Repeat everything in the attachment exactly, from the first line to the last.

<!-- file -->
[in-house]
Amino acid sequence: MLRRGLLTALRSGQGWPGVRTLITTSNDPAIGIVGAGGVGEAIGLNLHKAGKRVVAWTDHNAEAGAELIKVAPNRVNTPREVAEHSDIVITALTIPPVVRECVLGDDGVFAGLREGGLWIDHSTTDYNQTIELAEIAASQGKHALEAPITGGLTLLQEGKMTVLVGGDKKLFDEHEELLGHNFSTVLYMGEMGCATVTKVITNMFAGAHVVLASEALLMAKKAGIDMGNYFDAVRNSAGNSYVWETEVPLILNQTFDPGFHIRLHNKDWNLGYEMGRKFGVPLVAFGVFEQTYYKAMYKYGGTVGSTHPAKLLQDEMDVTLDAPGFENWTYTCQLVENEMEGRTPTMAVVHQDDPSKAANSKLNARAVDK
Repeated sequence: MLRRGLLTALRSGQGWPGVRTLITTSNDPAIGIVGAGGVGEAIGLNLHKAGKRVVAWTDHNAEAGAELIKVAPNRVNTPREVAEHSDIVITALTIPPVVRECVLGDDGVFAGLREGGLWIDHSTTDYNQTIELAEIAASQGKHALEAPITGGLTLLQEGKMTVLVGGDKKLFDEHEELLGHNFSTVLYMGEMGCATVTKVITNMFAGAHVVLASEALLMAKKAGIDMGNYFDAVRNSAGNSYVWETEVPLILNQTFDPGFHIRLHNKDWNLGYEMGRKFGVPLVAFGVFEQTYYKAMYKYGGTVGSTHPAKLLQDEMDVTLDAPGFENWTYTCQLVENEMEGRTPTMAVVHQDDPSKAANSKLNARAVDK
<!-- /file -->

[in-house]
Amino acid sequence: MLRRGLLTALRSGQGWPGVRTLITTSNDPAIGIVGAGGVGEAIGLNLHKAGKRVVAWTDHNAEAGAELIKVAPNRVNTPREVAEHSDIVITALTIPPVVRECVLGDDGVFAGLREGGLWIDHSTTDYNQTIELAEIAASQGKHALEAPITGGLTLLQEGKMTVLVGGDKKLFDEHEELLGHNFSTVLYMGEMGCATVTKVITNMFAGAHVVLASEALLMAKKAGIDMGNYFDAVRNSAGNSYVWETEVPLILNQTFDPGFHIRLHNKDWNLGYEMGRKFGVPLVAFGVFEQTYYKAMYKYGGTVGSTHPAKLLQDEMDVTLDAPGFENWTYTCQLVENEMEGRTPTMAVVHQDDPSKAANSKLNARAVDK
Repeated sequence: MLRRGLLTALRSGQGWPGVRTLITTSNDPAIGIVGAGGVGEAIGLNLHKAGKRVVAWTDHNAEAGAELIKVAPNRVNTPREVAEHSDIVITALTIPPVVRECVLGDDGVFAGLREGGLWIDHSTTDYNQTIELAEIAASQGKHALEAPITGGLTLLQEGKMTVLVGGDKKLFDEHEELLGHNFSTVLYMGEMGCATVTKVITNMFAGAHVVLASEALLMAKKAGIDMGNYFDAVRNSAGNSYVWETEVPLILNQTFDPGFHIRLHNKDWNLGYEMGRKFGVPLVAFGVFEQTYYKAMYKYGGTVGSTHPAKLLQDEMDVTLDAPGFENWTYTCQLVENEMEGRTPTMAVVHQDDPSKAANSKLNARAVDK